Penicillin-Resistant S Pneumoniae

Penicillin-Resistant S Pneumoniae

Although vaccination initially reduced resistance, ensuing strain replacement has curbed that effect

Background

Streptococcus pneumoniae, also known as pneumococcus, is the most common cause of community-acquired pneumonia (CAP) and a common cause of otitis media (middle-ear infections) and bacterial meningitis. The bacterium strikes primarily pediatric populations and, to a lesser extent, elderly patients. Whereas life-threatening conditions were once resolved with penicillin, treatment has become harder and costlier because of the rapid proliferation of drug-resistant strains since the 1970s.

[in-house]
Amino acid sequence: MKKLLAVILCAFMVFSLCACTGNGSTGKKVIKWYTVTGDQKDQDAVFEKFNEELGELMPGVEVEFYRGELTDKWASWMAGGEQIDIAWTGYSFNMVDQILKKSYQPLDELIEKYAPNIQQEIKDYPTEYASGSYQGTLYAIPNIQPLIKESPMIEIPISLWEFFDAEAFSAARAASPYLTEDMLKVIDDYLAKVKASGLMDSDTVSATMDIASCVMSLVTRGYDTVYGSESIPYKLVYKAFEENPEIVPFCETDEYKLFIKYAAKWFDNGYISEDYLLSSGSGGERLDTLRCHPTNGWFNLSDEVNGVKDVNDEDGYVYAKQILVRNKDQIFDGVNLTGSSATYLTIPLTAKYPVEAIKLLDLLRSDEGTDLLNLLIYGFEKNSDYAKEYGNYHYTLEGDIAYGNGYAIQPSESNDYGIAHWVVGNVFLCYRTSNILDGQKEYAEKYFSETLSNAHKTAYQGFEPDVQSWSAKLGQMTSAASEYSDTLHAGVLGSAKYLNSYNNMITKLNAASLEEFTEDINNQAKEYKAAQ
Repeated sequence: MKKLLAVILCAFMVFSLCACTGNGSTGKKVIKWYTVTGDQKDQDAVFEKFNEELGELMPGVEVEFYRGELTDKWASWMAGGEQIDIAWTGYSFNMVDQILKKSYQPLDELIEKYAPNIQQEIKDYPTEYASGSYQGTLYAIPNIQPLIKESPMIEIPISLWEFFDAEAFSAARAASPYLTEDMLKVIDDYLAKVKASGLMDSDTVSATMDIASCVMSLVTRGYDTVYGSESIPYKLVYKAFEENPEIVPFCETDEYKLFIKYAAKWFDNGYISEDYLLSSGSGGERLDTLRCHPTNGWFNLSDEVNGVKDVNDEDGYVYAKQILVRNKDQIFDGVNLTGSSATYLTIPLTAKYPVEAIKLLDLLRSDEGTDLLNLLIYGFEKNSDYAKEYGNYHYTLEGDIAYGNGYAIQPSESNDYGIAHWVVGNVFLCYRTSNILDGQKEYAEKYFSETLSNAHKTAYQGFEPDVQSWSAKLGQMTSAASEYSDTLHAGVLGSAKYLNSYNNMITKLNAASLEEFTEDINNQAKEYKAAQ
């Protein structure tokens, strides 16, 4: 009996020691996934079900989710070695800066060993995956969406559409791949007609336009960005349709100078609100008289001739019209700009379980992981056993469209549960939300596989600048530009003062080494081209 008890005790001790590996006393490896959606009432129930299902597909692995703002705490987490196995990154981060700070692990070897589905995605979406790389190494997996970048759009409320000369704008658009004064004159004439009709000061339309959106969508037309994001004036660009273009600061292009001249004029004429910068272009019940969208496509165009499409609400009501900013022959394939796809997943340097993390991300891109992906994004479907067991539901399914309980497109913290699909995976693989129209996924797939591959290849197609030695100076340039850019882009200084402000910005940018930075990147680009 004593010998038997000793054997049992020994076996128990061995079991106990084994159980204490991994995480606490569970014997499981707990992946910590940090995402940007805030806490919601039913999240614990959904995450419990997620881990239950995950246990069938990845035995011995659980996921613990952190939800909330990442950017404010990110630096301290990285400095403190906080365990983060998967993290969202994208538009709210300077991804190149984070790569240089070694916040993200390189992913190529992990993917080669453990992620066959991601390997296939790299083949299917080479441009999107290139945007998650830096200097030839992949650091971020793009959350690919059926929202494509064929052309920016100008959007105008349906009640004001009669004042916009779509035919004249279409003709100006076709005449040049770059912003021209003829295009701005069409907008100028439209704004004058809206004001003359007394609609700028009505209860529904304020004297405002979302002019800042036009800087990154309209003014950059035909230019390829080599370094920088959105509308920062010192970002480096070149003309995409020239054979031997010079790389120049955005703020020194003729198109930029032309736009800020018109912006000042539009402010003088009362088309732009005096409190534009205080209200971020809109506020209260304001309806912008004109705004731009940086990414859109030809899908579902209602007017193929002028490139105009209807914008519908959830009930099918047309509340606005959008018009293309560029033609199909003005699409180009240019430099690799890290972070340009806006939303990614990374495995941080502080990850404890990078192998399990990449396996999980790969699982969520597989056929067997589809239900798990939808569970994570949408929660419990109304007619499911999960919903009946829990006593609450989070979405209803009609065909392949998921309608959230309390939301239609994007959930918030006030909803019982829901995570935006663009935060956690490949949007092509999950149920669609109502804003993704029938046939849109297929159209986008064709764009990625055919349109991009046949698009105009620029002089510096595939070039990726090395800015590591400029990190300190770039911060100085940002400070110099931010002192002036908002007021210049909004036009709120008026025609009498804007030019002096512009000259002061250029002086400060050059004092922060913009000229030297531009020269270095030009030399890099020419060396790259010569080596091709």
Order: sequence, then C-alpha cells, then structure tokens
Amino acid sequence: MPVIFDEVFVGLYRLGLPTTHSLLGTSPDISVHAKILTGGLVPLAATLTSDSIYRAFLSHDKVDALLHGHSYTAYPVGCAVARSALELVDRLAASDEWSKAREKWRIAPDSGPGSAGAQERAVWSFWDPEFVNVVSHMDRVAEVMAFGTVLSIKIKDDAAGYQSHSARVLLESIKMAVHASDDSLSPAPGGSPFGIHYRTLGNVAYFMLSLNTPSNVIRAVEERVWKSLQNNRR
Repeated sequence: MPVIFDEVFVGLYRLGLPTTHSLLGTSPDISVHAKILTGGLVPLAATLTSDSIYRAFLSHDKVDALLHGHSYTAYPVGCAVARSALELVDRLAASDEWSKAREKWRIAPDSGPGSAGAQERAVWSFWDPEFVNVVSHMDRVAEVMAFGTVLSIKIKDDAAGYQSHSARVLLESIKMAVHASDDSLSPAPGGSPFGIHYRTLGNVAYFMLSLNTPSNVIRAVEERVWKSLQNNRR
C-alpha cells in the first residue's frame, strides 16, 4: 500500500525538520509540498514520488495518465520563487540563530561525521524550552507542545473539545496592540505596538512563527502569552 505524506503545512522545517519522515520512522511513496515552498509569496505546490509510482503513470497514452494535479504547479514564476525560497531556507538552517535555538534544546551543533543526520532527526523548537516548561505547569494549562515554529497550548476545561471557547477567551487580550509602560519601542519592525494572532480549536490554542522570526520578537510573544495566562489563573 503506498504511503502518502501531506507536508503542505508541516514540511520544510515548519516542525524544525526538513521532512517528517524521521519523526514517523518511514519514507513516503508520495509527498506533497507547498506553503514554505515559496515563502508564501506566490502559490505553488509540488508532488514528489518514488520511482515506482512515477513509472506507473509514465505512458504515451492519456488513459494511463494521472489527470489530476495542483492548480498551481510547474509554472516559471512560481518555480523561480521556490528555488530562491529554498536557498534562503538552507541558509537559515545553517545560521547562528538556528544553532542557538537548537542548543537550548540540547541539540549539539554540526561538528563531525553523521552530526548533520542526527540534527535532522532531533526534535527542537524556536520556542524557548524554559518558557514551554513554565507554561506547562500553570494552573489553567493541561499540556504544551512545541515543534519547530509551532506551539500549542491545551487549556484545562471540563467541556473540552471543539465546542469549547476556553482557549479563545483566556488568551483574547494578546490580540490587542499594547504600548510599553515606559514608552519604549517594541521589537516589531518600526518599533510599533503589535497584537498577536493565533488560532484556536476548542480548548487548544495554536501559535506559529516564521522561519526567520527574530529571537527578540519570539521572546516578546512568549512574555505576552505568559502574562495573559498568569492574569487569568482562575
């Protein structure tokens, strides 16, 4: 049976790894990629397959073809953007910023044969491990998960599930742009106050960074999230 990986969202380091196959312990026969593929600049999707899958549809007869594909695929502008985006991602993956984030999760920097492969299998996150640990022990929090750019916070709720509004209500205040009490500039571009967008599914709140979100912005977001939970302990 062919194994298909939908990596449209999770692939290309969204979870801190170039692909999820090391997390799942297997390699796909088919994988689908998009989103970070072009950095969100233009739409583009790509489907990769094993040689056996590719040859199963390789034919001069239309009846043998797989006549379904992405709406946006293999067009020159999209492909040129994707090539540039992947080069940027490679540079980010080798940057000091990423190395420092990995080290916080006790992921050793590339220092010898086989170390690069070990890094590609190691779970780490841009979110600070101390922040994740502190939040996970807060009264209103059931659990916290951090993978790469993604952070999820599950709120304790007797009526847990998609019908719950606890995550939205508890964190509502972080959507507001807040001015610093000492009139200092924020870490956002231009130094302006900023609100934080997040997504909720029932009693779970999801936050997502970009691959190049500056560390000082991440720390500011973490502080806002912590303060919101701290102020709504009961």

Pneumococcal diseases are preventable by vaccine: since 2000, the heptavalent protein-conjugate pneumococcal vaccine (PCV-7) has been universally administered to children under the age of 2, under the tradename Prevnar. Although PCV-7 decreased the incidence of disease, particularly in its first years, in the long run the vaccine appears to have caused a shift in strains and a compensatory resurgence in drug resistance. In 2010 the formulation was succeeded by the updated PCV-13 vaccine which covers more but not all resistant strains.